If 2020 could be summed up in one painful cliche, it would probably be “Out with the old, and in with the new.” Lockdowns have given us the rare resource of time, and this forced pause has given us a chance to really evaluate our world. We have gone full Marie Kondo, letting go of things that no longer “spark joy.”
This year, everything was subject to scrutiny, from the companies deemed “canceled” to the American institutions criticized for upholding unjust systems.
Our award bodies, including The Grammys, are some of those institutions. The awards show is no stranger to controversy. It has historically pigeonholed Black artists into rap and R&B categories. About 30 years ago, rappers even boycotted the show over disrespect toward the genre.
And though the organization took some performative actions in 2020 by renaming categories historically dominated by artists of color — “World Music” is now “Global Music” and “Urban Contemporary” has been changed to “Progressive R&B” — the only laudable change they made was adding more people of color to the nomination process.
Unsurprisingly, these actions did little to change the deeply rooted issues in the Grammys nomination process. The Grammys have effectively designated rap and R&B categories for Black artists, and yet the nominations committee still somehow managed to overlook those genres’ major talents.
Roddy Ricch, for example, had a huge year. His hit “The Box” is nominated for Song of the Year, but his highly acclaimed album Please Excuse Me For Being Antisocial was overlooked in all categories. Lil Baby also dominated 2020, and though “The Bigger Picture” did receive two nominations, his album My Turn — his first number-one album — got nothing.
And nothing is more shocking than R&B artist The Weeknd’s chart-topping album After Hours and hit single “Blinding Lights” receiving zero recognition. He tweeted his disappointment after the nominations were announced, demanding transparency.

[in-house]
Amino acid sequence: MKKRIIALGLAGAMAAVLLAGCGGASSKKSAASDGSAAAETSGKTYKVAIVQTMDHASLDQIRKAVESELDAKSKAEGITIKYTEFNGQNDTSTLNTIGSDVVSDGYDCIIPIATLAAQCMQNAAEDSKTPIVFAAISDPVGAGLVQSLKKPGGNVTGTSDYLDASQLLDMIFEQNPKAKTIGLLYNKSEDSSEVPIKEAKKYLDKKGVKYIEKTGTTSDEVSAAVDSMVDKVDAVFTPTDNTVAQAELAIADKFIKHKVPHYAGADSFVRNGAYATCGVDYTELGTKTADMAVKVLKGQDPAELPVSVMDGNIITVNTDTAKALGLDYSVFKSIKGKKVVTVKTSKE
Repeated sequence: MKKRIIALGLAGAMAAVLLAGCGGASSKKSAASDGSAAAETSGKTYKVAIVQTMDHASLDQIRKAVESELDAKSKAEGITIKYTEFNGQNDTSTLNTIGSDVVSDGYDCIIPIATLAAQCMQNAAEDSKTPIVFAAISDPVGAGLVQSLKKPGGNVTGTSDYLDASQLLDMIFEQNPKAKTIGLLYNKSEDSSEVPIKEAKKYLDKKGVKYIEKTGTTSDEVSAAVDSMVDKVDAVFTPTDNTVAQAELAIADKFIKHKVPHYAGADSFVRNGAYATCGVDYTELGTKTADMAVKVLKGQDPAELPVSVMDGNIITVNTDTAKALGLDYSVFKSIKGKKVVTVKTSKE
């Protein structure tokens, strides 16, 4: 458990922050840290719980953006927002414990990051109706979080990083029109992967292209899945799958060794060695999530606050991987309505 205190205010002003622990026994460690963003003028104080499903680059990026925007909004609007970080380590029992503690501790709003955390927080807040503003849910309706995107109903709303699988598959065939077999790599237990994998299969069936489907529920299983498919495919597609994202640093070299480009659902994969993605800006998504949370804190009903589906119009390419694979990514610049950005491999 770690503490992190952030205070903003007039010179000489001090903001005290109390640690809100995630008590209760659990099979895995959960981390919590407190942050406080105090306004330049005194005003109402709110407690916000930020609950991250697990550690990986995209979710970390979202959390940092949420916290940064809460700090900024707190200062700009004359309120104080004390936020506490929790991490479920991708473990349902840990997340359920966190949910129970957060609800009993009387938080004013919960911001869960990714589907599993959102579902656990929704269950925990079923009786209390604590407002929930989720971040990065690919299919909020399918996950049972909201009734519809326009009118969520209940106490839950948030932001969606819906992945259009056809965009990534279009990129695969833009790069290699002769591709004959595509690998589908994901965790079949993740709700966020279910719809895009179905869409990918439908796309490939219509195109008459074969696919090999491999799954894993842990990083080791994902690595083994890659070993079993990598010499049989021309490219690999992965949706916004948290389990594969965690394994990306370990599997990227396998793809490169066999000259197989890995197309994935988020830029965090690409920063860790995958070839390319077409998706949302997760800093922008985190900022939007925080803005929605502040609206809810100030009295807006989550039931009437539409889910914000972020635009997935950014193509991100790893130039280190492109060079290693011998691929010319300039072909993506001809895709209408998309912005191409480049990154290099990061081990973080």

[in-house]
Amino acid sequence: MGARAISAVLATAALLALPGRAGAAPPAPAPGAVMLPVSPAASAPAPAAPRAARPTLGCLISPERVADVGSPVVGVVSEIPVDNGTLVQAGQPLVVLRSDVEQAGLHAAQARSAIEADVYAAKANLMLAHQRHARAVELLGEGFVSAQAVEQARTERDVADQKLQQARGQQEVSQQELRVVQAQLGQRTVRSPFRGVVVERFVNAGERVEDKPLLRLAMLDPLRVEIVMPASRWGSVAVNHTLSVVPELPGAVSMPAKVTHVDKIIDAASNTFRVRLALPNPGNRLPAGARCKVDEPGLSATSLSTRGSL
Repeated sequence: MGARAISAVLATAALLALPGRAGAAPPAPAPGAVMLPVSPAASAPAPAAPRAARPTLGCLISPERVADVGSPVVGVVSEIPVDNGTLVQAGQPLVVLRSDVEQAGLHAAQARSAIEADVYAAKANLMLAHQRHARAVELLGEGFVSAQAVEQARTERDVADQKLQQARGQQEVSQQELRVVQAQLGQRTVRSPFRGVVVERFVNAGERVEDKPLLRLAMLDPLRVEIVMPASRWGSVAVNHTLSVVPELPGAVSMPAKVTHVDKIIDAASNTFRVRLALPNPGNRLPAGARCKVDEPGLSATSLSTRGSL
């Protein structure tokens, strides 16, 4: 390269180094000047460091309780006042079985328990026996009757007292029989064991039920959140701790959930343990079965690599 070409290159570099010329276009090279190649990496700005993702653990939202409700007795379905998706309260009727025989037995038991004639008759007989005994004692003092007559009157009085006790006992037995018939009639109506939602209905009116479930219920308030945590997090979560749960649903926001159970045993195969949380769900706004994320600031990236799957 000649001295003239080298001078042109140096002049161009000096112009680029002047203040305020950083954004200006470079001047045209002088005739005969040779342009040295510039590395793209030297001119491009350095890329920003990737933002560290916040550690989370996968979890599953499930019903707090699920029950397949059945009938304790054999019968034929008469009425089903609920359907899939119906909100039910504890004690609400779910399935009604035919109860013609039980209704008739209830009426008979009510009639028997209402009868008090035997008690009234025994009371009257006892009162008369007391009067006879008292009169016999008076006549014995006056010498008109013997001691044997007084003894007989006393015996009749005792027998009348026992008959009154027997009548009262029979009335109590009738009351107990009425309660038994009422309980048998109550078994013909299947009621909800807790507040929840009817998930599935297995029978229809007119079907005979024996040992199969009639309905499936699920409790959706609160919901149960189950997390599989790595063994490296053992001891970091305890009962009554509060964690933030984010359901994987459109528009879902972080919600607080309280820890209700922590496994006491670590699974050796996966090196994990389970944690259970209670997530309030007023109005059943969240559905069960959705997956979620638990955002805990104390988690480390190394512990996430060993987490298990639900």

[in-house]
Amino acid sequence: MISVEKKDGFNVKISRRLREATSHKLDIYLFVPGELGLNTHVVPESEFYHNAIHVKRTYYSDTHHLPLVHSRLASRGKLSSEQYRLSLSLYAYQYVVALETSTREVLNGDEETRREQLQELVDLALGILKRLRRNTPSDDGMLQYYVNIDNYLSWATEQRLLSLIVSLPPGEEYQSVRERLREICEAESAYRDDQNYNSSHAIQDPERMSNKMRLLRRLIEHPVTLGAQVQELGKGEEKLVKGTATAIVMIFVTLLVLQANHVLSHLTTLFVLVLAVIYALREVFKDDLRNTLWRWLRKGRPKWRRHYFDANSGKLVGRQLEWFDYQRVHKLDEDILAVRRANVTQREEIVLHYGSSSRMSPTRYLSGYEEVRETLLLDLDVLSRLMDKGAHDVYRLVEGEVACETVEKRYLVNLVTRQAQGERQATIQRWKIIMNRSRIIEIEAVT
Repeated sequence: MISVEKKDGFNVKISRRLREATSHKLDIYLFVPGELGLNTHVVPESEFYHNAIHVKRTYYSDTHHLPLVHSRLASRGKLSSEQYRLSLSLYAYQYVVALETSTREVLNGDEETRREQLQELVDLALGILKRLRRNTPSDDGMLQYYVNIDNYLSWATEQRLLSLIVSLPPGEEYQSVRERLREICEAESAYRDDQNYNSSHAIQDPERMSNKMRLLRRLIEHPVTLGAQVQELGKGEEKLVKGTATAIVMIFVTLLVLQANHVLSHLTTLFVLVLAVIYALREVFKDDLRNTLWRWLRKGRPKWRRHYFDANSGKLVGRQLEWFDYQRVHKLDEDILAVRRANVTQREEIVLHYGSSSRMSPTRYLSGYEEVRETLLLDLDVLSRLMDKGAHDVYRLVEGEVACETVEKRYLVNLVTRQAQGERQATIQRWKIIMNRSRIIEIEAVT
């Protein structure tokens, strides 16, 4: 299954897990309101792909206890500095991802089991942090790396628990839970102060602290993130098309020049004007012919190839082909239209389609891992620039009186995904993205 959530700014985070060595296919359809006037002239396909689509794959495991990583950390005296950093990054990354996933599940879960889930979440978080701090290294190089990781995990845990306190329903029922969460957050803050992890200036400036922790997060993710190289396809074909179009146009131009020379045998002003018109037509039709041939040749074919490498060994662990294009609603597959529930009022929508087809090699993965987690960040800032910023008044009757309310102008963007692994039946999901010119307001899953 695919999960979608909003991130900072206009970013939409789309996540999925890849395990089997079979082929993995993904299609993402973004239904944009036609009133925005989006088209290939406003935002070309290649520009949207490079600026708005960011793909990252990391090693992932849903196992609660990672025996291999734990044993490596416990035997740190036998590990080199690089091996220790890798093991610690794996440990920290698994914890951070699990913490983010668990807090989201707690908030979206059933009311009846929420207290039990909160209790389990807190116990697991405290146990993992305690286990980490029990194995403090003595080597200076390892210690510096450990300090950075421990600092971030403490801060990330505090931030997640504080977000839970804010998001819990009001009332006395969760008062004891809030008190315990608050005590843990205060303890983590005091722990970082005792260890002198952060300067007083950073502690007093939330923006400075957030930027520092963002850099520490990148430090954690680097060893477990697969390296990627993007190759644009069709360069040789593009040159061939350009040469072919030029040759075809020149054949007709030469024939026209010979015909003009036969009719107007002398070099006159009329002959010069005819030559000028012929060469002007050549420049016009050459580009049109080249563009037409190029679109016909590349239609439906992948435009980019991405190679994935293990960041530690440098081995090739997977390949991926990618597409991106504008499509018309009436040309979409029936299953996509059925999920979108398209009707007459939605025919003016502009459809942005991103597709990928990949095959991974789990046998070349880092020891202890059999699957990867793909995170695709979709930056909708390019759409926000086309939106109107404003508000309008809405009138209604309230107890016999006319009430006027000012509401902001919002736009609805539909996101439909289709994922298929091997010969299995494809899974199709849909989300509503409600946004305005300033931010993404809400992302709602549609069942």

Classifying work into genres has always been a mess for the Grammys, but overlooking The Weeknd’s genre-bending album only makes that more obvious. Black artists are “supposed” to fill the R&B category. As incredible as The Weeknd’s pop experimentation was, he is seen as “out of place” in the pop category. No Black artists were nominated for Best Pop Vocal Album this year.
This theory that race plays a role in nominations only seemed more plausible when Justin Bieber expressed confusion over his nominations on Instagram. His album Changes is R&B, but it was only nominated in pop categories.
The Grammys are proving how difficult it is to crack the systemic problems in our powerful institutions. It’s clear no tangible change will come from just including new people or changing names.
It’s predictable someone unknown to the mainstream will walk away with a notable win over more popular artists every year, like when rock singer-songwriter Beck won 2015 Album of the Year over Beyonce’s eponymous album.
Some losses are definitely more asinine than others, though. It’s impossible to forget when Macklemore and Ryan Lewis won Best Rap Album back in 2014 for their debut studio album The Heist. It beat Drake’s Nothing Was the Same, Kendrick Lamar’s Good Kid, M.A.A.D City, Kanye West’s Yeezus and Jay Z’s Magna Carta…Holy Grail. The duo won three out of the four rap categories. They also beat Kendrick Lamar for Best New Artist, which Macklemore literally apologized to him for.
We are still collectively puzzled six years later as to how the guys responsible for “Thrift Shop” managed to beat out four rappers who revolutionized the entire music industry, let alone the genre.
It’s clear the Grammys have not served the music industry in an equitable way for a long time (and they clearly never served people of color). We somehow expected the massive institution that never gave Black artists equal respect to magically do it, yet they are still struggling today. We don’t need to wait for them to finally figure out how to fix these issues.
Listeners need to remember arbitrary lists and achievements, from the Grammys to the Forbes 30 Under 30, are exactly that: arbitrary. We can choose not to give the Grammys their power. Nicki Minaj has never won a Grammy, but she is still one of the most influential female rappers of all time. If we are still deciding what “no longer serves us” in 2020, award bodies should be high on the list.